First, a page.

Minneapolis Planning Commissioner Lara Norkus-Crampton announced her resignation July 22 in response to what she called the panel’s “complete disregard” of the Uptown Small Area Plan during recent discussions about a development proposed at Lake Street and Knox Avenue.
“It has become apparent to me that the planning department and planning commission are more interested in allowing market forces, rather than rational, thoughtful land-use planning, to dictate land-use decisions,” the ECCO resident and part-time nurse said in a prepared statement.
The Planning Commission voted July 13 to approve the Lake and Knox project, which many saw as the first test of the Uptown plan, a 20-year land-use plan for the area approved by the City Council in February 2008. If built, the development would consist of a five-story apartment building and an attached four-story office and retail complex.
The 56-foot project would stand more than 20 feet above the 35-foot height limit recommended in the Uptown plan. Norkus-Crampton argued that the commission’s approval of the project set a precedent that undermines the plan.
"How do you say ‘yes’ to one 56-foot-high proposal and ‘no’ to others that will follow this new precedent? The rest of the area will simply be in-fill development 56 feet high," Norkus-Crampton said. "This means the carefully crafted [Uptown Small Area Plan] is dead for all practical purposes."
The CARAG, ECCO, East Isles and Lowry Hill East neighborhood groups as well as nine individuals appealed the Planning Commission’s decision on the project July 23 because of the height issue. Nancy Ward, president of the ECCO organization, called the Planning Commission’s actions “shocking” and was sympathetic toward Norkus-Crampton.
“I am sad to see her leaving that body, but I can understand her frustration at trying to bring politics of integrity to a group that is not seeming to act on their own policies,” Ward said.
Commissioners who supported the Lake and Knox development argued at the July 13 meeting that the Uptown Plan was not a rigid set of rules. Commissioner Lauren Huynh, who voted in favor of the project, said it met the “intent” of the Uptown plan by placing a new, mixed-use development with several amenities on a busy commercial corridor. Planning Commission President David Motzenbecker said he couldn’t find a compelling reason to deny the project.
Motzenbecker said in a letter after Norkus-Crampton’s resignation that the commission received roughly 60 letters of support for the Lake and Knox project and about 10 in opposition. He said the project went before the commission three times and developers made changes based on commissioner feedback.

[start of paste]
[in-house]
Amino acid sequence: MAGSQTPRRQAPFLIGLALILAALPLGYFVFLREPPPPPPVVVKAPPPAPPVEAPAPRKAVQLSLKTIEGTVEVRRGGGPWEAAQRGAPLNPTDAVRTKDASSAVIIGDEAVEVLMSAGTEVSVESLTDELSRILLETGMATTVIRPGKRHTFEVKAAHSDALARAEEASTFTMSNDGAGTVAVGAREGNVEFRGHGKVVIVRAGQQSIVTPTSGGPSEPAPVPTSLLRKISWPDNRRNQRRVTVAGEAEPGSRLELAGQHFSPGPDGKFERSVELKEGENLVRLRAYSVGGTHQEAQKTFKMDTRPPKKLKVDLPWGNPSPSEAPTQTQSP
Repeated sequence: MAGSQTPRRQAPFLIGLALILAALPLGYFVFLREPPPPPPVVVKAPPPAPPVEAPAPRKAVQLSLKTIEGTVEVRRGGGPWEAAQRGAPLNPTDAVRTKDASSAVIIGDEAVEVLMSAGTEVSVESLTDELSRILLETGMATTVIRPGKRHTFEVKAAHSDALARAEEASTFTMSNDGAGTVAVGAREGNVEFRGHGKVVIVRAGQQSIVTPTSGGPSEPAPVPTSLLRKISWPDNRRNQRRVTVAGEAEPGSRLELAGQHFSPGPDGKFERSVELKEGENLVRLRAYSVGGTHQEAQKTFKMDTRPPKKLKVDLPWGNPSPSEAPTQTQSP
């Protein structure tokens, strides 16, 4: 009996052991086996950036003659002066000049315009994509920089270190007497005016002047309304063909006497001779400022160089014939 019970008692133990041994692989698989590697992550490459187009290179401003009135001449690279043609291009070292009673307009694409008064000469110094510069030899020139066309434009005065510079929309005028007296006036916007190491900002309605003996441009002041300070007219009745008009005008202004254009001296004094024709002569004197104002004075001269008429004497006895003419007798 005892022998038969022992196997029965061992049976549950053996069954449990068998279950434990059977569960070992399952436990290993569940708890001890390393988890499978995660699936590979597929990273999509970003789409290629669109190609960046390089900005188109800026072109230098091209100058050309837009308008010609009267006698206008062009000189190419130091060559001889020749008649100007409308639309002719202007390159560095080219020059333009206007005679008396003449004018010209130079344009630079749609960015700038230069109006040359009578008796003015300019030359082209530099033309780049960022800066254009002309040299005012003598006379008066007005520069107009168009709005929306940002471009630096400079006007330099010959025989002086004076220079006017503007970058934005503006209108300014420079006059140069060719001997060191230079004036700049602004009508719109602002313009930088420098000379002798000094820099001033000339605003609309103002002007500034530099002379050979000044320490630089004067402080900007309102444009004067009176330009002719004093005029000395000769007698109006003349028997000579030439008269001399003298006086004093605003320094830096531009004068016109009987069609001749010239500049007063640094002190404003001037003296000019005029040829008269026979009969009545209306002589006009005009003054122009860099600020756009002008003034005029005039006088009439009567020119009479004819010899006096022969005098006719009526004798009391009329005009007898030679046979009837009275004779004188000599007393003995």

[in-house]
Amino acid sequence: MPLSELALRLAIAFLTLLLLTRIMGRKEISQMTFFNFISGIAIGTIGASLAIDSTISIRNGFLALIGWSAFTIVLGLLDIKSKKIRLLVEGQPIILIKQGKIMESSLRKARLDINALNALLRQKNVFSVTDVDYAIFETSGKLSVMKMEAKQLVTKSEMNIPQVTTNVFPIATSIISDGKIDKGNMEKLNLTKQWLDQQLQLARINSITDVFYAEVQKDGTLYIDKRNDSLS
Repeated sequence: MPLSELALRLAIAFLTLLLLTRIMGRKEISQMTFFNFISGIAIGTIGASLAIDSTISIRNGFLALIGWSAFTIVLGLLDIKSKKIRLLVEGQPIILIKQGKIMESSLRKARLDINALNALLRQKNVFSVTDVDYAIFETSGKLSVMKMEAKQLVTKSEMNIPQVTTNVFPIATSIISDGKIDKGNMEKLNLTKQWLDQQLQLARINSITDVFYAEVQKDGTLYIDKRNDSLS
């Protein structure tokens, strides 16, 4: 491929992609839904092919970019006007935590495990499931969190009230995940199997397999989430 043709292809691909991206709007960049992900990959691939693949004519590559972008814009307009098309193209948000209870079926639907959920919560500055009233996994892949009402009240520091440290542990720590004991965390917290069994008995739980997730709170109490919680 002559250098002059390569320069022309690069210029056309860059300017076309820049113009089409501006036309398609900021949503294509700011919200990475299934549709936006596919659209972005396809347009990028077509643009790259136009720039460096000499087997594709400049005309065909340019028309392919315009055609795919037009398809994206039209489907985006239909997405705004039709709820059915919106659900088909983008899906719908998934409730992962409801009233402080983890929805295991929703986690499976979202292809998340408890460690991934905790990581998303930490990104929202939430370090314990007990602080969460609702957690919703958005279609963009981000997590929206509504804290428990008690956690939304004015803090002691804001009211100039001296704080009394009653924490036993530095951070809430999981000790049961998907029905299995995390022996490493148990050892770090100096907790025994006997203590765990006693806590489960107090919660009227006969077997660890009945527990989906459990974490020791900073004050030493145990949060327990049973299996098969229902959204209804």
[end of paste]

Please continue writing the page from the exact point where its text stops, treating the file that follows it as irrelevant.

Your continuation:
"The iteration that was passed was the shortest of all presented, has many amenities that will be welcomed by the neighborhood and a nearly transparent façade that will disappear behind the tree line," Motzenbecker said.
He said he is as much a believer in the Uptown plan as Norkus-Crampton and the neighborhood organizations, but argued that it contradicts itself in suggesting high-density mixed-use development and height step-downs in the same area.
Though Motzenbecker said he didn’t always agree with Norkus-Crampton’s positions, he respected them. He said he valued her thoughtful questioning and was in sync with her "verve for details and sustainable and green ideas."
City Council Member Ralph Remington (10th Ward), who recommended Norkus-Crampton for the commission, said he was sad to see her go. Serving on a neutral governing body is challenging for some, he said.
“These roles aren’t the best for everybody and not every advocate can adapt,” he said.
Mayoral spokesman Jeremy Hanson said Rybak, who appointed Norkus-Crampton and is a staunch supporter of the Uptown plan, was “disappointed that Lara did not have a good experience” on the commission. The city will now open the position to the public for a couple weeks and Rybak will make another appointment to fill out the term, Hanson said.
Norkus-Crampton, known previously for her community activism on development issues, was serving her second term on the commission. Rybak first appointed her in 2006 and her second term would have expired at the end of the year.
She said in an interview after her announcement that she was grateful for the opportunity and still in disbelief that she was chosen for the role. She pointed to her involvement in the Uptown plan’s development as one of her most significant accomplishments on the commission.
But she said she’s worried the commission and city planners are reducing the plan — which involved hundreds of stakeholders and took more than a year to complete — to 120 pieces of meaningless paper.
“There has to be the political will to make it happen,” she said.
Having also made a brief run for the 10th Ward City Council spot this year, Norkus-Crampton said she plans to stay out of the limelight for a while to concentrate on her job, family and garden. But she said she would still pay attention to development issues and remain an active citizen.
The appeal of the Lake and Knox project will go to the city’s Planning and Zoning Committee, which will make a recommendation to the City Council. The council will vote on the appeal, which the mayor could veto. If that happens, the council could overrule the veto with a two-thirds majority.
Dylan Thomas contributed to this report.